Sew a Simple Foraging Apron
When I’m harvesting wild plants, I usually carry a couple of baskets with me. But sometimes it’s a lot easier with a big ol’ pouch to put things in, especially if I have to, say, climb a tree to get what I need. This is where the foraging apron comes in. It also has pockets for keeping your shears, notebook, or phone handy. This is a great project to work on during the winter months, so you can be prepared come spring equinox.
I used linen for my apron, but you can, of course, substitute a denim, canvas, or cotton fabric. Linen is one of my favorite natural fabrics; I love the way it crinkles and wears with washing. However, if you like to harvest woody plants, such as cedar or pine, which might get too heavy for linen, then I would suggest using a thicker material, such as canvas. Whatever material you choose, you’ll love wearing the apron on your next adventure!
Materials & Supplies
- Linen fabric, or fabric of your choosing (2 yards)
- Spool of thread in matching color
- 1-inch-diameter buttons (2)
- Metal sew-on snap button
- Cotton cording (1 yard)
- Plastic cord locks with toggle closure (2)
- Measuring tape
- Sewing chalk
- Sewing machine
- Buttonhole foot for your machine
- Sewing needles
Cut and Sew the Body of the Apron
Measure around the widest part of your chest, and again from your shoulders down to your knees. Note the measurements on a pad of paper. We’ll call the shoulders-to-knees measurement “A.” This will make your apron about knee length when it’s complete. Because this apron is designed to be loose-fitting and is completely open in the back, you’ll need to add 6 inches to the chest measurement. We’ll call this measurement “B.”
Using the measuring tape or ruler, mark your measurements on the fabric with chalk, and cut a rectangle “A” inches long by “B” inches wide. Fold the right and left sides in 1/2 inch, and press with the iron. Fold over another 1-1/2 inches to enclose the raw edges, and sew.
Fold the top and bottom edges in 1/2 inch, and press with the iron. Fold over another 2 inches, and sew twice, spacing the seams about 1/4 inch apart. This gives the top and bottom edges a more distinctive hem.
Make the Straps
Measure and cut two 6-by-28-inch strips of fabric.
Fold each of the fabric strips in half vertically, and sew with a 1/4-inch seam allowance along the entire length. Sew one of the open ends closed, also with a 1/4-inch seam allowance. Using your finger or a pencil, turn the strap inside out by pushing into the sewn end and working it through the remaining open end. Flatten the straps with your fingers, and press with the iron. Set the straps aside.
Attach the Chest Pocket
To make the chest pocket, cut an 8-by-13-inch rectangle from the fabric. Fold in all the edges 1/2 inch, and press with the iron. Fold the top edge another 3/4 inch, and sew twice, spacing the seams about 1/4 inch apart. Place the pocket 3 inches from the top of the apron, centered. Pin the pocket in place, and sew along the two sides and the bottom edge. Keep the top open.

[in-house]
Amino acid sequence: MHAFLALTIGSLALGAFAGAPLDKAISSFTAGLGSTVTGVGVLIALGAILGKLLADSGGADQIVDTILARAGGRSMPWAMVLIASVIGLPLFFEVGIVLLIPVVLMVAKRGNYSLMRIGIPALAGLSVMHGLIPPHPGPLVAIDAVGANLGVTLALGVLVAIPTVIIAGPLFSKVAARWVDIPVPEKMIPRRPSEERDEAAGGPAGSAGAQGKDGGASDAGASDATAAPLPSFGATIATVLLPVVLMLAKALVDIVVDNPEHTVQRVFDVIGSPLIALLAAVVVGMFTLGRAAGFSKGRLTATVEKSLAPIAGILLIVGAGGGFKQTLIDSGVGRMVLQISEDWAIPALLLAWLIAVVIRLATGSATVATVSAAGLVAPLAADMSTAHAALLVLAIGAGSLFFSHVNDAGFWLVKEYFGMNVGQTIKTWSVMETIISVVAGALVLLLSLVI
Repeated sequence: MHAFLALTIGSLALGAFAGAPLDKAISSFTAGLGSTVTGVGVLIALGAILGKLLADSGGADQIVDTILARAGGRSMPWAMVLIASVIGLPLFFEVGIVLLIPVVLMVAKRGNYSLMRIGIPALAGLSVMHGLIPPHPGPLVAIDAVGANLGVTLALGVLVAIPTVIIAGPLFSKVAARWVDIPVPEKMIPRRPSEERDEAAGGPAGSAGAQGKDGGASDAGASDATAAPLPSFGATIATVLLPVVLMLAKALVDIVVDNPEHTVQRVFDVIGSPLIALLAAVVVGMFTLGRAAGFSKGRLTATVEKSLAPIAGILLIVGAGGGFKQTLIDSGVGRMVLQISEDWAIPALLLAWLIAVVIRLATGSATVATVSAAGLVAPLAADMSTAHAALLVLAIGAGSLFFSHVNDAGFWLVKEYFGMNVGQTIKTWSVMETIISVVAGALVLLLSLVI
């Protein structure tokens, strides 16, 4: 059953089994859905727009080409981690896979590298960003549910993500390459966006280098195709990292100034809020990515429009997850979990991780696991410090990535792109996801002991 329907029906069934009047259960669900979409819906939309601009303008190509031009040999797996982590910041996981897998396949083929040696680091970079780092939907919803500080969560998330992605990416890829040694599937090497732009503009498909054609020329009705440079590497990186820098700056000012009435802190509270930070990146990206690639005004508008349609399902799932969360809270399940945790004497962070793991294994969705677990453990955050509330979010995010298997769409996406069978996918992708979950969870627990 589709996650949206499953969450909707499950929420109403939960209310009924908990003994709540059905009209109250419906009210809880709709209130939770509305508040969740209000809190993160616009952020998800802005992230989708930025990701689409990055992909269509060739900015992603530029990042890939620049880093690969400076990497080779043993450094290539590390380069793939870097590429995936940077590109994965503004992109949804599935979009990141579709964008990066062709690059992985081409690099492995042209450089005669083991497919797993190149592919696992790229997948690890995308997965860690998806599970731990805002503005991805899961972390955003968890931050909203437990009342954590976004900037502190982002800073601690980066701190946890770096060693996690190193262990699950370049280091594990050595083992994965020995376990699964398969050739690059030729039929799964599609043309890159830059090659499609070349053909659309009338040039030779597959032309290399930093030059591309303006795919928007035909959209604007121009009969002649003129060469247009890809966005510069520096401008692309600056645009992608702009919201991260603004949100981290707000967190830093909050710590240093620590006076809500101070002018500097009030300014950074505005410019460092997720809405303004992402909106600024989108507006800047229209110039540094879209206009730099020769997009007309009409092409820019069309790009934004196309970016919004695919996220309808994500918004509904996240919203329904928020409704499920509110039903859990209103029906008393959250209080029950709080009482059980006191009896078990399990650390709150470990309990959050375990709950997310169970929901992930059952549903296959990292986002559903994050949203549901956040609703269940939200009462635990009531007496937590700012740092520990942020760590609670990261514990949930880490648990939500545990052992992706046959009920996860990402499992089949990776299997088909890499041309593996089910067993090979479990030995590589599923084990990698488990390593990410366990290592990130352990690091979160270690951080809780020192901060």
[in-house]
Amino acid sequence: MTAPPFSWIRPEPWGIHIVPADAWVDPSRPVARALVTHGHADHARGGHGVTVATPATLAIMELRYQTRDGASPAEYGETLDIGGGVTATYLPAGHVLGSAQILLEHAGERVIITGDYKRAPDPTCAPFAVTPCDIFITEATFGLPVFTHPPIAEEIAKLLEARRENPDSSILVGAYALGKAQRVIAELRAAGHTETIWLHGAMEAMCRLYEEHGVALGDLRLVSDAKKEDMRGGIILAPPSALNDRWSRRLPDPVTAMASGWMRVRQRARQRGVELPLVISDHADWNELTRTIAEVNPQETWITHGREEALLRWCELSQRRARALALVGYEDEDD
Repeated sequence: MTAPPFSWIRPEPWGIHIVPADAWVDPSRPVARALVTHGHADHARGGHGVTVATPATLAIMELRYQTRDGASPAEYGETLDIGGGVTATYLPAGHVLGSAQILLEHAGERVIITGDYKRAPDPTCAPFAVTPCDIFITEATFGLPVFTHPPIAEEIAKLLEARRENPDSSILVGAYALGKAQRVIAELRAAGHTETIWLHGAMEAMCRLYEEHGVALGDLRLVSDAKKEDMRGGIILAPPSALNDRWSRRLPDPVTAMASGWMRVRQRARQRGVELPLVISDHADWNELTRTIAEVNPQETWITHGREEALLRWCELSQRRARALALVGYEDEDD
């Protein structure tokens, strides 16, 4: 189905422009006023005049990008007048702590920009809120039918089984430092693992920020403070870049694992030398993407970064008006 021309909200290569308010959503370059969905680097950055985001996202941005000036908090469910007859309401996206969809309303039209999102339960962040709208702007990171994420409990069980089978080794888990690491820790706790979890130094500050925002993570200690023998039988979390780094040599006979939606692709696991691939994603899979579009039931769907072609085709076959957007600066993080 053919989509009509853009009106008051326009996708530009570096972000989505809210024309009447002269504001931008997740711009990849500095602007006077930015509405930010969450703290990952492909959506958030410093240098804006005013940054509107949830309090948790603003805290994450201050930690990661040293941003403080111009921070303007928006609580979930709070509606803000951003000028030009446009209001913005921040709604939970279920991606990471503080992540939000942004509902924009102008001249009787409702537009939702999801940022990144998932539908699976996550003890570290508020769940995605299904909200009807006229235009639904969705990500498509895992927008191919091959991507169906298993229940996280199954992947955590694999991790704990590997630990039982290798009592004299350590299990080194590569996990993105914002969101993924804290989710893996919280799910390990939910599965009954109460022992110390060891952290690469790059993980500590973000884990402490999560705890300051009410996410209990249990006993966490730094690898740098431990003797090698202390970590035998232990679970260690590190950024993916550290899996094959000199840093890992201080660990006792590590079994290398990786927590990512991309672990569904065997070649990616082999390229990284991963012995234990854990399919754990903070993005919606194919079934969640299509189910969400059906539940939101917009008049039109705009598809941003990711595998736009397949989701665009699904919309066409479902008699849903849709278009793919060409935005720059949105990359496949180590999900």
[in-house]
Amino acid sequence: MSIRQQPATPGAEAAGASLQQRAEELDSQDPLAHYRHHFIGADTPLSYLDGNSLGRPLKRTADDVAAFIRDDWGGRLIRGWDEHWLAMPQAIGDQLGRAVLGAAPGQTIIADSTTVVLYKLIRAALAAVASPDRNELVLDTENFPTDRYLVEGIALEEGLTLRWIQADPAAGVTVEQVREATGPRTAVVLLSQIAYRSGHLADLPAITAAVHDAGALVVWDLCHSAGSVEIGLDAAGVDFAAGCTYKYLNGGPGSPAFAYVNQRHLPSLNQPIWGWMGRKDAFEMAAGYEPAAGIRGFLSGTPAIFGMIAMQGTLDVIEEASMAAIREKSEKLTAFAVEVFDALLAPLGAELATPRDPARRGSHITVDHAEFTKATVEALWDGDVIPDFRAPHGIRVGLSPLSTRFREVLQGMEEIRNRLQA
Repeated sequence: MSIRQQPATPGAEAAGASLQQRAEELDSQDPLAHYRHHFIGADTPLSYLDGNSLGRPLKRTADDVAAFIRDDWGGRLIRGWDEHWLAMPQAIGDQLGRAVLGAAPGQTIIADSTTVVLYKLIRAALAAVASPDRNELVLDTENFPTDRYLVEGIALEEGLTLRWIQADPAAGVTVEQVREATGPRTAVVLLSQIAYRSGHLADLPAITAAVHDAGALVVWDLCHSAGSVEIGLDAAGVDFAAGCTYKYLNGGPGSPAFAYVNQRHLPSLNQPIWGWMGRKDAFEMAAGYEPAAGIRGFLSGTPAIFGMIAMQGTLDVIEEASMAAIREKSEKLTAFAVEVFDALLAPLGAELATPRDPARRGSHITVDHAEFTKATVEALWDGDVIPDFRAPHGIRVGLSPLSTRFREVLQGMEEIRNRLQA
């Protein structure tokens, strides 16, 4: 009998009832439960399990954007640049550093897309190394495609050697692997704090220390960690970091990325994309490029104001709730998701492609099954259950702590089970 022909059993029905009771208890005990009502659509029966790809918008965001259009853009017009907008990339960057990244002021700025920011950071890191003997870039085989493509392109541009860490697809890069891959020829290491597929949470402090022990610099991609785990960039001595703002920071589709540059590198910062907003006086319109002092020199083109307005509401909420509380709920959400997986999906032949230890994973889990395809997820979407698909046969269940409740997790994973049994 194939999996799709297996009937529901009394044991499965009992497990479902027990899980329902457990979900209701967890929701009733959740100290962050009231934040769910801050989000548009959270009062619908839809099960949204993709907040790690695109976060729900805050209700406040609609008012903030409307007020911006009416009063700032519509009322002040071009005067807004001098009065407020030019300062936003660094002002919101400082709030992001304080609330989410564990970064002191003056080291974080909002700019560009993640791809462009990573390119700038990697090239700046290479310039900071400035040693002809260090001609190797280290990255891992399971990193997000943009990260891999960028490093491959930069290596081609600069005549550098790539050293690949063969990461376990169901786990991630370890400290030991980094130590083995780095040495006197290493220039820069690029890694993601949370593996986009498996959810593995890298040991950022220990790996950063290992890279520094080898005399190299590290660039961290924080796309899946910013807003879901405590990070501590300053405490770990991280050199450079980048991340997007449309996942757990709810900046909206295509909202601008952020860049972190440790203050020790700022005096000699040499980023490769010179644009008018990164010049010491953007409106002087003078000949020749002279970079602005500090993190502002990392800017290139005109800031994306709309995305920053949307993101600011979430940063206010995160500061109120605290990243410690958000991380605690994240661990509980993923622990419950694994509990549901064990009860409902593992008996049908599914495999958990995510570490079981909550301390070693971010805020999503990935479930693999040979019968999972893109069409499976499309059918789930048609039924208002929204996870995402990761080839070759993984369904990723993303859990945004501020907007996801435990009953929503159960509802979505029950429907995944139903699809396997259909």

If you want to reinforce the pocket, as well as add some smaller compartments for pens and a notebook, measure out the sizes you want, and sew down the pocket vertically. When you reach the open edge of the chest pocket, sew back and forth a few times to really secure the thread, so it doesn’t come loose over time with use.
Attach the Small Hip Pocket
Cut an 8-1/2-by-6-1/2-inch rectangle from the fabric. Fold over what will be the top edge of the pocket (one of the shorter edges) 1/2 inch, and press with the iron. Fold over another 1 inch, and sew twice, spacing the seams about 1/4 inch apart. Fold over all the remaining edges 1/2 inch, and press. To place the pocket, measure 3 inches down from the bottom of the upper pocket, and mark with chalk. Fold the apron in half vertically, right side out, measure 3 inches from the fold, and mark again. Unfold the apron and place the pocket with the horizontal mark along its top edge and the vertical mark for its right side (as you’re facing the apron). Pin the pocket in place. Sew around the edges, leaving the top open.
Pressing the edges of the small pocket.
Attach the Large, Gathered Pocket
Cut a 19-by-36-inch rectangle from the fabric. Fold it in half vertically. Round off the bottom, unfolded corner, cutting only about 2 inches off, and then unfold. On the top edge (one of the 36-inch sides) you’ll need to create a casing for the drawstring to pull through. For this casing, fold the top edge over 1/4 inch, and press. Then fold over another 1/2 inch, and sew right on the folded edge. Leave enough space for the cord to move through easily.